The world is waiting with bated breath for a functional COVID-19 vaccine. In the past century, vaccines have rescued humankind from many infectious diseases.
What makes designing a potential vaccine for COVID-19 challenging? To answer this question, it is important to understand how a vaccine elicits an appropriate immune response in the body.
Active and passive immunisation
The immune response towards any infection can be passive or active. Passive immunisation is when antibodies are directly transferred from one individual to another. Such passively transferred antibodies accord immediate protection – but it wanes gradually and the individual eventually becomes susceptible to the disease again. It could be natural or artificial.
Placental transfer of antibodies from the mother to the foetus gives natural passive immunity. Convalescent plasma therapy, involving the transfer of plasma containing specific antibodies from recovered individuals to susceptible individuals, provides passive immunity as well.
Vaccines provide active immunisation: they deliberately introduce a foreign substance, called an antigen, into the body to induce the body to mount an immune response. Though the protection is not conferred immediately, the immunity lasts for a considerably longer period once established. Repeated doses of the same antigen could boost immunity further.
How does a vaccine work?
A vaccine works like a virus and initiates an immune response – but without causing major illness.
The immune response is brought on by different types of cells. However, a specialised group of white blood cells, called the B and T lymphocytes, are important to sustain the immune response in the long run.
When an antigen enters the body, cells called dendritic cells get attracted to it, and then carry the antigen to T lymphocytes. The T lymphocytes identify these antigens and bind to them.
Meanwhile, B lymphocytes also pick up the antigens, process them and present them to the T lymphocytes. After this interaction, T lymphocytes release signalling molecules called cytokines, which stimulate the B lymphocytes. In response, the B lymphocytes rapidly turn into plasma and ‘memory’ B cells. One B lymphocyte can produce thousands of such daughter cells in a few days.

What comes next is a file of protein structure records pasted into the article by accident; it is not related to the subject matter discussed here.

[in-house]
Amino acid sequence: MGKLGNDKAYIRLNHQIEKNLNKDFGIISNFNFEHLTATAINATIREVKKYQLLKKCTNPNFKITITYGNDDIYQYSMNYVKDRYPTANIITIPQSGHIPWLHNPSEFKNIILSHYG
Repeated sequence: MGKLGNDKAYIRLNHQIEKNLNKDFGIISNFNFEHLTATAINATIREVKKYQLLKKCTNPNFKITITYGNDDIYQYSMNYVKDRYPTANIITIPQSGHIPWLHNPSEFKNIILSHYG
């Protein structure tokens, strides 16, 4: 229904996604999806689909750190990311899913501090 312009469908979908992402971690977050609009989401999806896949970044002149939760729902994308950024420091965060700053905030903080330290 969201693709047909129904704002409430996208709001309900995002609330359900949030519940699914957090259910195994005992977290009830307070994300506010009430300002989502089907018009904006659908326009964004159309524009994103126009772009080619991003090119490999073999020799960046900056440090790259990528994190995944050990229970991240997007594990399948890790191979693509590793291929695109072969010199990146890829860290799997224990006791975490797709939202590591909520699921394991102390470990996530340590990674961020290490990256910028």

The plasma cells are responsible for secreting antibodies that will tackle the antigen and eliminate the infection. And once the infection has been removed from the body, the plasma cells die while ‘memory’ B cells rest in the bone marrow, and keep secreting low levels of antibodies.
When the body is exposed to the same antigen again, the circulating antibodies bind to the antigen. This is what they mean when they say the immune system becomes familiar with the antigen, and the immune response the second time is even more effective. This memory is known as immunological memory, and it forms the basis of vaccination.
Live attenuated and inactivated killed vaccines
Ideally, a vaccine should trigger an adequate immune response without harming the body. There are different types of vaccines to achieve this outcome. Conventional vaccines fall into two broad categories: live attenuated vaccines and inactivated killed vaccines.
Live attenuated vaccines contain whole virus particles. Inducing the virus to replicate under unnatural conditions reduces its virulence. For example, researchers could have injected the virus into an ‘unnatural’ host, causing the virus to eventually lose its adaptation towards the actual host, and transform to a less virulent form. That is, it can no longer cause disease as well as it could before. This process is called attenuation.
The level of attenuation is critical to a vaccine’s success. Over-attenuation could render the vaccine ineffective, while under-attenuation could cause the vaccine itself to produce disease.
The chickenpox, measles, mumps and rubella vaccines are all live vaccines.
Inactivated vaccines contain a part of the virus instead of the whole. During preparation, researchers remove those parts of the virus required for viral replication, making these vaccines safer than the live attenuated type.
On the flip side, inactivated vaccines in general don’t accord long-lasting protection, like live vaccines. Sometimes, a substance called an adjuvant is added to inactivated vaccines to boost the immune response and make them last considerably longer. However, including an adjuvant increases their overall cost.
Apart from conventional vaccines, in the last few years, researchers have tried a new generation of vaccines. One of them is a DNA vaccine. The ZyCoV-D vaccine being developed by Zydus Cadila is of this type.
Cells have DNA in their chromosomes – and also outside the chromosomes in a form called plasmids. First, researchers obtain plasmids from a bacterium. Then, they separate some genetic material from the virus and insert it into the plasmid, and inject this plasmid into the body.
The viral genes then integrate themselves into cells in the body and begin to express foreign proteins. This triggers an immune response.
Plasmid DNA can be easily constructed and manipulated by genetic engineering. So it’s not hard to produce DNA vaccines in large volumes – which then means they are quite cost-effective.
However, although experiments with DNA vaccines on animal models have been successful, not one is currently available for human use. One reason is that DNA vaccines have been found to elicit a less pronounced immune response in humans than in animals. Scientists are working on several strategies to overcome this shortcoming.
In this context, if ZyCoV-D successfully completes human clinical trials and is found to be efficacious (and safe), the occasion will undoubtedly break new ground in the history of vaccines.
Niranjana Rajalakshmi is a veterinary microbiologist.